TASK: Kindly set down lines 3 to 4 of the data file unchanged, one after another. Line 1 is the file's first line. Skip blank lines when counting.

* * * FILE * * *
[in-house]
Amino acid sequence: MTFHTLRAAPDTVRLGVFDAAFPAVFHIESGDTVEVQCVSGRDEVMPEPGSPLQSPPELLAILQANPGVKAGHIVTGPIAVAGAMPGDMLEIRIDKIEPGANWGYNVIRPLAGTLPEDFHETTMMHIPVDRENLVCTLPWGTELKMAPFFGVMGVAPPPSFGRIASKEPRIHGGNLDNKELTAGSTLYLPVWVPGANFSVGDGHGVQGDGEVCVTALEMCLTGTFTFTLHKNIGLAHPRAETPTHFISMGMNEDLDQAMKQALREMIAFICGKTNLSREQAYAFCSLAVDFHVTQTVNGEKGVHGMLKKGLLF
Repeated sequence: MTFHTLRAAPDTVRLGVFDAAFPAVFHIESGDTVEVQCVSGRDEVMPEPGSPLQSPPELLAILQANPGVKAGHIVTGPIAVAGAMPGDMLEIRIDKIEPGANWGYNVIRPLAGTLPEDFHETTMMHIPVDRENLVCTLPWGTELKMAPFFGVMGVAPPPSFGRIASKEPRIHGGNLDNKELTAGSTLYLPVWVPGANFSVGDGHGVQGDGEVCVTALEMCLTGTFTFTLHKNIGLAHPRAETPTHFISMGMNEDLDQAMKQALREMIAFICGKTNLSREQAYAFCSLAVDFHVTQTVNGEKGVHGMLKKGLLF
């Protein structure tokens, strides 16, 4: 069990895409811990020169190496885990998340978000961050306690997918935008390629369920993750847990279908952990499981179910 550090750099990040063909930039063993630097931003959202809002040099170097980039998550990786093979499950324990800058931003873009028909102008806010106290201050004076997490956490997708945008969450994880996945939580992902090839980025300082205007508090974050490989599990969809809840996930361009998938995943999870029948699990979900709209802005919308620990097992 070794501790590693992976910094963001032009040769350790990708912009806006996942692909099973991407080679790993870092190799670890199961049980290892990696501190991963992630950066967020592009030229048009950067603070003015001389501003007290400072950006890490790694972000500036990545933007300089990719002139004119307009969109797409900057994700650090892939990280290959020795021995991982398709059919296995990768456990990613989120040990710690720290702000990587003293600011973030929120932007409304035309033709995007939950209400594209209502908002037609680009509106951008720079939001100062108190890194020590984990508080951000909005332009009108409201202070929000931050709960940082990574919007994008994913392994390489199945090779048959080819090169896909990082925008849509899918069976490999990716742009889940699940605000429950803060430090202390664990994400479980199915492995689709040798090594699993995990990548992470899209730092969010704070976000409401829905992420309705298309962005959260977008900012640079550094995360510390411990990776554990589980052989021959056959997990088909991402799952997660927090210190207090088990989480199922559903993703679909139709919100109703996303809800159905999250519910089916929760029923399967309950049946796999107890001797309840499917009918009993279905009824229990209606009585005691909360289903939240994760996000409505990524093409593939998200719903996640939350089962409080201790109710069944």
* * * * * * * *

Repeated sequence: MTFHTLRAAPDTVRLGVFDAAFPAVFHIESGDTVEVQCVSGRDEVMPEPGSPLQSPPELLAILQANPGVKAGHIVTGPIAVAGAMPGDMLEIRIDKIEPGANWGYNVIRPLAGTLPEDFHETTMMHIPVDRENLVCTLPWGTELKMAPFFGVMGVAPPPSFGRIASKEPRIHGGNLDNKELTAGSTLYLPVWVPGANFSVGDGHGVQGDGEVCVTALEMCLTGTFTFTLHKNIGLAHPRAETPTHFISMGMNEDLDQAMKQALREMIAFICGKTNLSREQAYAFCSLAVDFHVTQTVNGEKGVHGMLKKGLLF
């Protein structure tokens, strides 16, 4: 069990895409811990020169190496885990998340978000961050306690997918935008390629369920993750847990279908952990499981179910 550090750099990040063909930039063993630097931003959202809002040099170097980039998550990786093979499950324990800058931003873009028909102008806010106290201050004076997490956490997708945008969450994880996945939580992902090839980025300082205007508090974050490989599990969809809840996930361009998938995943999870029948699990979900709209802005919308620990097992 070794501790590693992976910094963001032009040769350790990708912009806006996942692909099973991407080679790993870092190799670890199961049980290892990696501190991963992630950066967020592009030229048009950067603070003015001389501003007290400072950006890490790694972000500036990545933007300089990719002139004119307009969109797409900057994700650090892939990280290959020795021995991982398709059919296995990768456990990613989120040990710690720290702000990587003293600011973030929120932007409304035309033709995007939950209400594209209502908002037609680009509106951008720079939001100062108190890194020590984990508080951000909005332009009108409201202070929000931050709960940082990574919007994008994913392994390489199945090779048959080819090169896909990082925008849509899918069976490999990716742009889940699940605000429950803060430090202390664990994400479980199915492995689709040798090594699993995990990548992470899209730092969010704070976000409401829905992420309705298309962005959260977008900012640079550094995360510390411990990776554990589980052989021959056959997990088909991402799952997660927090210190207090088990989480199922559903993703679909139709919100109703996303809800159905999250519910089916929760029923399967309950049946796999107890001797309840499917009918009993279905009824229990209606009585005691909360289903939240994760996000409505990524093409593939998200719903996640939350089962409080201790109710069944």